Unfortunately the camera was set to record JPEG files, so I have no RAW. Please, do not take too serious the details of image quality of the JPEGs given here: Remember that they are just snap shots, i.e. were made not in proper testing conditions. Only colour, bokeh and contrast are relevant in these images, but not resolution, etc.

To be continued

Impressions from Photokina 2012 (Part 1)

This year’s Photokina – the largest photo and cine technology trade show of the world in Cologne, Germany – has now ended. The day before, I visited it and would like to report here some impressions.Image


Probably the biggest interest of visitors was attracted by presentations of Canon, Fujifilm, Nikon and Olympus. When was entering the exhibition halls through the southern entrance it appeared as if it was a home show of Canon that had a huge stand in the hall 3.2. With a group of photographers from my region I had a meeting with a representative of Canon who showed us their exhibition.ImageImage


The biggest highlight in Canon’s Photokina stand was certainly the new full frame camera EOS 6D.Image

I had a chance to try out a pre-release version of it. However, it wasn’t able to record images yet. Therefore, I couldn’t judge about image quality.



The awesome EF 85 mm f/1.2 – which is probably the best lens Canon has ever made – was mounted on this 6D. The lens was heavier than the camera body.

I had been particularly interested in this camera model because I was considering to purchase it for use with remote control over WiFi. Now, having looked at it at Photokina, I changed my mind. The Canon representative who was showing it explained that this camera isn’t intended for professional use. His exact words were that Canon doesn’t want it to be a competitor for 5D series. Therefore, the 6D will lack some features that the manufacturers provides with the professional models. Basically, EOS 6D is just a full frame camera in a body of EOS 60D. Compared to 5D, it will have a lower frame rate in serial shooting, only 11 autofocus points, almost no dust protection, lower shutter speed… These disadvantages of 6D, however, do not justify for me the huge difference in price. If this camera will be offered for the currently expected price of about 1600$, it will be only about a half of the current price of Canon EOS 5D Mark III with WiFi support (i.e. combined with WFT-E7).

A really very big surprise was for me the absence of Manfrotto (and, of course, Gitzo) at Photokina 2012. I haven’t found any statement of them about the reasons. It was very sad not to see this renowned company this year – particularly when their competitors were presenting very good new models of tripods and tripod accessories. Velbon and other Asian companies presented nice innovations in this area. Also the German company Cullmann managed a break through. They presented their new series of super strong tripods Titan along with very good lightweight carbon tripods. Though, their tripod heads still aren’t impressing me, the tripods look and feel really great. Now I wish to test one.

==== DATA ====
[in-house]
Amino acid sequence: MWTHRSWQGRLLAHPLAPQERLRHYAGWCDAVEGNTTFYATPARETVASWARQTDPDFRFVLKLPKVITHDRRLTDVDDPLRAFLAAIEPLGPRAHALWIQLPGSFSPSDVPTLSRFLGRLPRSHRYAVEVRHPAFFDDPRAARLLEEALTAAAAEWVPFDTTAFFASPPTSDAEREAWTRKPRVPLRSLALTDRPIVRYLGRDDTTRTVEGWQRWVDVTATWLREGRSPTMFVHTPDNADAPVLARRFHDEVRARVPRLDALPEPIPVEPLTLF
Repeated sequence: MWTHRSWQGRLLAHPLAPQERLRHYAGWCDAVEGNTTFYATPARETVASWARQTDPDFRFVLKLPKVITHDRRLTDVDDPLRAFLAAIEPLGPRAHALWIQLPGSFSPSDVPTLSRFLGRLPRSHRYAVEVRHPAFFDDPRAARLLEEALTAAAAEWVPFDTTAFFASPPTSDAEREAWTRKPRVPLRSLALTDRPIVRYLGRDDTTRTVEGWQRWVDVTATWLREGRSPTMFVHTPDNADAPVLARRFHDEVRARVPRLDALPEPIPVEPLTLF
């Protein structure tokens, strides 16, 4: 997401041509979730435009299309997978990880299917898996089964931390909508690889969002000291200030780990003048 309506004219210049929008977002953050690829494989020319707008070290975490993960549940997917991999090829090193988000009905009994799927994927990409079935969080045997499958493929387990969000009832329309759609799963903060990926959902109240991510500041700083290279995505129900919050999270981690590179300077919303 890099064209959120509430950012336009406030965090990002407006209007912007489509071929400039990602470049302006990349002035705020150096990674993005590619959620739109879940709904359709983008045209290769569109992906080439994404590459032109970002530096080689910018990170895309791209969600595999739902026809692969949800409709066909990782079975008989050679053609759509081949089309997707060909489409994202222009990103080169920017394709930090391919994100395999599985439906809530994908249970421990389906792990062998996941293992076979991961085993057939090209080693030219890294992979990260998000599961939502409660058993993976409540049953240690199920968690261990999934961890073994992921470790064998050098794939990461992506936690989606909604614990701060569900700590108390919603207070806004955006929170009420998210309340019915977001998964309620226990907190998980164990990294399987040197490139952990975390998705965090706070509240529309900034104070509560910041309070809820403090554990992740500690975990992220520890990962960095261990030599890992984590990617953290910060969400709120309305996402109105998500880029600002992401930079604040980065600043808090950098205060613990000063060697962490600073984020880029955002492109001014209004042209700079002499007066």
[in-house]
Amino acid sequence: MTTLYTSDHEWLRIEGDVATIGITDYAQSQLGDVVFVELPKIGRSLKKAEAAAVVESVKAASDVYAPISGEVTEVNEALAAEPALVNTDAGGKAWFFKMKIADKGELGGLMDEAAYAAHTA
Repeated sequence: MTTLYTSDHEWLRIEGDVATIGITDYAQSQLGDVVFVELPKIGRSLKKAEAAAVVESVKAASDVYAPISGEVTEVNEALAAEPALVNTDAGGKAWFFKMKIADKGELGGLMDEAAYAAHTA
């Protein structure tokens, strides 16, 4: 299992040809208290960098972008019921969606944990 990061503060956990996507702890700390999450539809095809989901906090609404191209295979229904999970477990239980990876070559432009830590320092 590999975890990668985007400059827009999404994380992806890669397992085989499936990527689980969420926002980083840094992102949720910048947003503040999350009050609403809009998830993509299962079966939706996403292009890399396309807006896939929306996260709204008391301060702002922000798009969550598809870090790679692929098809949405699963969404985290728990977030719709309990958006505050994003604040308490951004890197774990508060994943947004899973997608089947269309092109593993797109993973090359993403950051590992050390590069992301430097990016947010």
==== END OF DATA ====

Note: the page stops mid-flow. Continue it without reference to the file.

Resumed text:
Carl Zeiss was presenting the new model of their Apo Sonnar T* 2/135 mm for Canon and Nikon mounts. I could try it out on a Canon 5D Mark II, and have saved some test images, that I am going to publish also here in one of the next posts.

To be continued.

A monster is lurking in a pond ;-)

A monster is lurking in a pool ;-)

A somewhat arty photo of a diving pool frog. I was trying to get a shot of it in both environments when the frog was swimming at water surface. Then the frog suddenly dived, and my camera dived with it.

Canon EOS 5D Mark II, Carl Zeiss Distagon T* 25/2.8 ZF, ISO 800, f/16, 1/250s

Loosing a Carl Zeiss lens cap may be expensive

Guten Tag Hr. Tiutenko,

ein org. Zeiss Deckel würde 22,– Euro kosten. Alternativ haben wir einen Objektivdeckel ohne Beschriftung für 5,90 Euro.

Good afternoon Mr. Tiutenko,

an original Zeiss lens cap would cost 22.– euros. Alternatively, we have a lens cap without label – for 5.90 euros.
— a German Carl Zeiss dealer

A plastic lens cap with “Carl Zeiss” label on it costs almost 4 times more than a blank one. If you have a Zeiss lens with an original cap, be careful not to lose it! I have lost one a couple of months ago and had to get a replacement. Above you see a reply from a Carl Zeiss dealer.

Carl Zeiss 2.8/25 T* ZF with Canon EF Adapter: First Use in the Field


I tried the Zeiss 2.8/25 T* ZF for the first time in the field yesterday. As I mentioned in another post to this blog some time ago, this is a Nikon mount lens that I purchased for its unique working distance of only several centimeters. This makes wide-agle shots like this one possible. Unlike with fisheye lenses that are typically used for this kind of photography, with the Zeiss 25mm the distortion is not noticeable. Since I have Canon cameras, I use this lens with an adapter. This means, that all controls are manual. Since the aperture also has to be set manually, the image in the viewfinder is dark. To my big surprise, however, the Live View image was lighter, and focusing was much easier.